Saturday, March 1, 2014

White Point and Royal Palms

There are three versions of how White Point got its name:

  • First, a sailor named White jumped ship and swam to shore here.

  • Second, the cliffs are pretty pale, and from the sea they looked white to sailors aboard ships.

  • Third, the name honors State Senator Stephen White, (1853-1901, who fought to get the deep water harbor in San Pedro.

Who knows the truth? No one I've met. Here's what we do know:

The entire area was once part of the Rancho Los Palos Verdes, owned by the Sepulvedas. Basically, it was a cattle ranch.

But everyone--the Native Americans, the Spanish, the Sepulvedas, and local farmers and fishermen, knew the entire coast, including White Point, as a great place to dive for abalone. That's one on the right. I did not know that the wholes in the iridescent shell (well, the underside is iridescent) were for the tentacles to poke through.

By 1895, a dozen Japanese fishermen had established a home base for their abalone harvesting and canning business at White Point. They harvested abalone all the way north to Santa Cruz and out to Catalina island, but their processing plant (actually, a shed) was at White Point, on what is today the White Point Nature Preserve. The men rented it and their homes from RĂ¡mon Sepulveda, son of the original Rancho owner. Some sites and books refer to him as Roman Sepulveda.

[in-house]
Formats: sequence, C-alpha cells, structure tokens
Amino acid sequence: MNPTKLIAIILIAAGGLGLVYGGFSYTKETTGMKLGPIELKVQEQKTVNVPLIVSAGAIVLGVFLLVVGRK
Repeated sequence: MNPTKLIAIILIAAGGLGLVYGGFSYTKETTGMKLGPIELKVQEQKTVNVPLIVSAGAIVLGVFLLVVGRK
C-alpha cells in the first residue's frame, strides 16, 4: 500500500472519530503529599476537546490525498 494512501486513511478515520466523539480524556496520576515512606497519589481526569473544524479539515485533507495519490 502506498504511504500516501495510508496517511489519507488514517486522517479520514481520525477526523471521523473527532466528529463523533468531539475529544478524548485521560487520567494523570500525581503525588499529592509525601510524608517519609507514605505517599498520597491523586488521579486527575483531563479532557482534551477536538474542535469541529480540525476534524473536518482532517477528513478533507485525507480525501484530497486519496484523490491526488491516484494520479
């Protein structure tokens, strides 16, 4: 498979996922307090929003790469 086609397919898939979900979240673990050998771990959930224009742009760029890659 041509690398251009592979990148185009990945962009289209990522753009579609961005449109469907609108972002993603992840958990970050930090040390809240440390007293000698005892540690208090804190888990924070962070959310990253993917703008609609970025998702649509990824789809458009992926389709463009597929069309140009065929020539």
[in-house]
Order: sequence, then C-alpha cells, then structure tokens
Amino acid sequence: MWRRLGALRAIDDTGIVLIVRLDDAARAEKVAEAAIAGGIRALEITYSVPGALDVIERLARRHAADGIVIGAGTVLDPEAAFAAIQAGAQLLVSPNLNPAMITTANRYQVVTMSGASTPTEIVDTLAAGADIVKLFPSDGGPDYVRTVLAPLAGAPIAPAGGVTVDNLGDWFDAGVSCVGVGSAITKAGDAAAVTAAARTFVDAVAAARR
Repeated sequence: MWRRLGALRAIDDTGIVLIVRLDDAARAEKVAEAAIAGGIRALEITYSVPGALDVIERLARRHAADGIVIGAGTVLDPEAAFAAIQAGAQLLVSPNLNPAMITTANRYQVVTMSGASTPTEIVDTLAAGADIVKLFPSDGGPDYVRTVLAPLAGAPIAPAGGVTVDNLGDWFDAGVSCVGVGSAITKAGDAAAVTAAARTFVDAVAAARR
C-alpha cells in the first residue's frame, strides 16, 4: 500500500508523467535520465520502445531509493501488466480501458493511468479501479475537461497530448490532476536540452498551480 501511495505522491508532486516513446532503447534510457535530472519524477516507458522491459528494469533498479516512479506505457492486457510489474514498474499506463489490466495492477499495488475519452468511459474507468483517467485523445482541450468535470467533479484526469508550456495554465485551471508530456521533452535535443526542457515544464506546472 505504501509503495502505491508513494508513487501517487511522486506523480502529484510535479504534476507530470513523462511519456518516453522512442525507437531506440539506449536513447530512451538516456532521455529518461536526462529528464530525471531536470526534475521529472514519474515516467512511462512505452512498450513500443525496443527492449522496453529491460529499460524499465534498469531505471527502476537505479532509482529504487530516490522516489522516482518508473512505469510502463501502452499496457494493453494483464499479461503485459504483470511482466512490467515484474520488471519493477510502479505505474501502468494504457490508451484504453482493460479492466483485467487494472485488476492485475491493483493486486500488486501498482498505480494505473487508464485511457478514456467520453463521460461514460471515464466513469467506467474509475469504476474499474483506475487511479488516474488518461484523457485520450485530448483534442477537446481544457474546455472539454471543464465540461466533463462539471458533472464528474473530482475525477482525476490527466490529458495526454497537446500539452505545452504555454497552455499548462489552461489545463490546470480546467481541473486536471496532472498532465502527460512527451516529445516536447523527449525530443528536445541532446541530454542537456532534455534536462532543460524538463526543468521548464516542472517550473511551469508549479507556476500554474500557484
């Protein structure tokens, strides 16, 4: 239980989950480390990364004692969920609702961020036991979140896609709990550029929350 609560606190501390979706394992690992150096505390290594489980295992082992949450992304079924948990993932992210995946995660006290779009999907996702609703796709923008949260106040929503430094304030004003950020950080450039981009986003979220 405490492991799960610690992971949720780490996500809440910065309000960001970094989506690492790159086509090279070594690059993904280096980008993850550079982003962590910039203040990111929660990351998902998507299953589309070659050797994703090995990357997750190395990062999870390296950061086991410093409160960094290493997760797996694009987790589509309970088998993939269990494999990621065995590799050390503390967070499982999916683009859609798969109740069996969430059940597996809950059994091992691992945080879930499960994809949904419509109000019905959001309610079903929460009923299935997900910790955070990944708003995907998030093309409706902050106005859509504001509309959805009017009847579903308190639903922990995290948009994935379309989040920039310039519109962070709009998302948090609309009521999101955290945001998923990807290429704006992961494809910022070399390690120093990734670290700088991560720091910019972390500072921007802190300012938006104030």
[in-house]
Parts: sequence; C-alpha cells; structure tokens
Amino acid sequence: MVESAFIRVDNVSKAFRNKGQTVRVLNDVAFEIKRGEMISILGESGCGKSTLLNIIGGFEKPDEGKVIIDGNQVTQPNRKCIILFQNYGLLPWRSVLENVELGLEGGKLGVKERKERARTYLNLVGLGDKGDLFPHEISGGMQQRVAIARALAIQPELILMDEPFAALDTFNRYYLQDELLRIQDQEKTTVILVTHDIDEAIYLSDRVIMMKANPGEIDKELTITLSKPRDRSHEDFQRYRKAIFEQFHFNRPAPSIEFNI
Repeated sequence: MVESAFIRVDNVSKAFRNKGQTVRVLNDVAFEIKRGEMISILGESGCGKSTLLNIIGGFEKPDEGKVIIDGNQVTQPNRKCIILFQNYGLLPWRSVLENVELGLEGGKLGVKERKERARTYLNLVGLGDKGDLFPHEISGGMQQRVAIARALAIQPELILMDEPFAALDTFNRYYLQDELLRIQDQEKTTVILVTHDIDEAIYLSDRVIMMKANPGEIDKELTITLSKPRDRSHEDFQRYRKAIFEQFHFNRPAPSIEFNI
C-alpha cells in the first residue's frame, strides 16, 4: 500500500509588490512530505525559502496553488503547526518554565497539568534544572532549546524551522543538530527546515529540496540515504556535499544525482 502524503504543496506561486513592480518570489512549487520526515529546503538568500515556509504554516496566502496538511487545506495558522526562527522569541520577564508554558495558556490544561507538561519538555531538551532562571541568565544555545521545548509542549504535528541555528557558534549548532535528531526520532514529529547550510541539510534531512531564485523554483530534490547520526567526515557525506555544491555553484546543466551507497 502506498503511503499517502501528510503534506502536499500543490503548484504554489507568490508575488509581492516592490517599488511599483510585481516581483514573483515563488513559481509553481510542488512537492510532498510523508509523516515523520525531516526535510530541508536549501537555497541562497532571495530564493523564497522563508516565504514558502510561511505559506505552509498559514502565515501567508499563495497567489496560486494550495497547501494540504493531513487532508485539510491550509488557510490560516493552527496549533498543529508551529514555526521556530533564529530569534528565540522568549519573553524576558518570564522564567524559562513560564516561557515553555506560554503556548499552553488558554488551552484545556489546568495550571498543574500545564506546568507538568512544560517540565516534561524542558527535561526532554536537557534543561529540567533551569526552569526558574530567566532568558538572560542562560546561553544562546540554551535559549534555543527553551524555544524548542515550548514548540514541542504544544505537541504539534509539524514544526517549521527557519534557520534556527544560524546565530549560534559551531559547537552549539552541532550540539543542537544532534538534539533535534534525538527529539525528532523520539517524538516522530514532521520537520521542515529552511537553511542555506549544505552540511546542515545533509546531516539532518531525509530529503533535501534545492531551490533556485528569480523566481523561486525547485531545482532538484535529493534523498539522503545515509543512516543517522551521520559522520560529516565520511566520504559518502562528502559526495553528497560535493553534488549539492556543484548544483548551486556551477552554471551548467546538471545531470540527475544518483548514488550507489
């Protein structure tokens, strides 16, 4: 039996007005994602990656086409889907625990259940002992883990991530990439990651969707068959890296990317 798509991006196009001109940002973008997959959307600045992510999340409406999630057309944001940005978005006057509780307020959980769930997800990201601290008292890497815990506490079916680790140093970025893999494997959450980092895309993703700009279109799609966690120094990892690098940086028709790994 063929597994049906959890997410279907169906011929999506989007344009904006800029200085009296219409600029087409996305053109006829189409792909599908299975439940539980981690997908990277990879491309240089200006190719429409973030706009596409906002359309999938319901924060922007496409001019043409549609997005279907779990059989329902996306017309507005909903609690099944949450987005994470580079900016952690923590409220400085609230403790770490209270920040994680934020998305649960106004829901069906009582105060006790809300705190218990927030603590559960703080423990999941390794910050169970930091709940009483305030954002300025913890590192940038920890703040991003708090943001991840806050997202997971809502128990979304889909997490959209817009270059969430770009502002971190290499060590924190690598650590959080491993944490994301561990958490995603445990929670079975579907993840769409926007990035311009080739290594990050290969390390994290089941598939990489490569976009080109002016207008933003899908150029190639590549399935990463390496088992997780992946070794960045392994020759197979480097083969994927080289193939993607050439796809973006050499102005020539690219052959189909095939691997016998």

Right about the time the abalone business venture petered out--partly due to over-harvesting--a natural sulfur spring was discovered at White Point. Sepulveda collaborated with two of the Japanese entrepreneurs, Tamiji and Tojuro Tagami, and built a two-story hotel and recreation center at White Point, down on the beach.

So about 100 years ago, the hot springs was developed and roads were dug out and graded. Another man, Mitsuo Endo, anchored a fishing barge over the kelp beds offshore. He built a pier and ferried fishermen out to sea on power boats. And Sepulveda put in the fireplaces and benches made of local stone, and had a grove of palm trees planted to border his terrazzo dance floor. Have no doubt; this was a fancy place.

This photo of the palms in udated and comes from the Water and Power Associates site--you can spend hours there looking at old photos of the harbor area. I did.